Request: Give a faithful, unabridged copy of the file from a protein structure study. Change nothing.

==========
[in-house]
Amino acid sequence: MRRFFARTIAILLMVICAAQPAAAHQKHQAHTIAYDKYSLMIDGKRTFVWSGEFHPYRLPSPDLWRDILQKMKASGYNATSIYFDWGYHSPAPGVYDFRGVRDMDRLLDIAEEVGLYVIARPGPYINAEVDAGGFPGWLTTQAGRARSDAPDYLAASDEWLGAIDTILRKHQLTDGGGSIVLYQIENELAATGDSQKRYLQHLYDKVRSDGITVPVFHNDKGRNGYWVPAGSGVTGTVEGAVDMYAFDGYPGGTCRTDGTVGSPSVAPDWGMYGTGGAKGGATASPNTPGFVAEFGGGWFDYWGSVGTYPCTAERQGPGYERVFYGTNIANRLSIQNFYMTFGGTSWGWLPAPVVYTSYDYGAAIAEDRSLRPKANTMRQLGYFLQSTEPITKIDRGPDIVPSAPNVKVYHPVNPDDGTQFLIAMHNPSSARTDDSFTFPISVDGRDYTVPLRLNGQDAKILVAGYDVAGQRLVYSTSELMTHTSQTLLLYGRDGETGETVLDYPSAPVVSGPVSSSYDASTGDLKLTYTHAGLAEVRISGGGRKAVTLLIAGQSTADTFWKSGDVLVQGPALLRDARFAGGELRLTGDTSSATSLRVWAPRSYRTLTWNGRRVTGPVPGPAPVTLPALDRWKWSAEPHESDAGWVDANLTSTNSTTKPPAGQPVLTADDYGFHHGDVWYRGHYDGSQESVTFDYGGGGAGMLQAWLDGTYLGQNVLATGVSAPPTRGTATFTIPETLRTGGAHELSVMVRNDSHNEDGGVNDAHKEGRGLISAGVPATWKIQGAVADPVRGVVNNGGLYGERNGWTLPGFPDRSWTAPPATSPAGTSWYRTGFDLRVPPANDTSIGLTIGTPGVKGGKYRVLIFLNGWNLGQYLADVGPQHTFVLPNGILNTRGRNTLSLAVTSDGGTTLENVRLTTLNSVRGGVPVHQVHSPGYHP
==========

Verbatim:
[in-house]
Amino acid sequence: MRRFFARTIAILLMVICAAQPAAAHQKHQAHTIAYDKYSLMIDGKRTFVWSGEFHPYRLPSPDLWRDILQKMKASGYNATSIYFDWGYHSPAPGVYDFRGVRDMDRLLDIAEEVGLYVIARPGPYINAEVDAGGFPGWLTTQAGRARSDAPDYLAASDEWLGAIDTILRKHQLTDGGGSIVLYQIENELAATGDSQKRYLQHLYDKVRSDGITVPVFHNDKGRNGYWVPAGSGVTGTVEGAVDMYAFDGYPGGTCRTDGTVGSPSVAPDWGMYGTGGAKGGATASPNTPGFVAEFGGGWFDYWGSVGTYPCTAERQGPGYERVFYGTNIANRLSIQNFYMTFGGTSWGWLPAPVVYTSYDYGAAIAEDRSLRPKANTMRQLGYFLQSTEPITKIDRGPDIVPSAPNVKVYHPVNPDDGTQFLIAMHNPSSARTDDSFTFPISVDGRDYTVPLRLNGQDAKILVAGYDVAGQRLVYSTSELMTHTSQTLLLYGRDGETGETVLDYPSAPVVSGPVSSSYDASTGDLKLTYTHAGLAEVRISGGGRKAVTLLIAGQSTADTFWKSGDVLVQGPALLRDARFAGGELRLTGDTSSATSLRVWAPRSYRTLTWNGRRVTGPVPGPAPVTLPALDRWKWSAEPHESDAGWVDANLTSTNSTTKPPAGQPVLTADDYGFHHGDVWYRGHYDGSQESVTFDYGGGGAGMLQAWLDGTYLGQNVLATGVSAPPTRGTATFTIPETLRTGGAHELSVMVRNDSHNEDGGVNDAHKEGRGLISAGVPATWKIQGAVADPVRGVVNNGGLYGERNGWTLPGFPDRSWTAPPATSPAGTSWYRTGFDLRVPPANDTSIGLTIGTPGVKGGKYRVLIFLNGWNLGQYLADVGPQHTFVLPNGILNTRGRNTLSLAVTSDGGTTLENVRLTTLNSVRGGVPVHQVHSPGYHP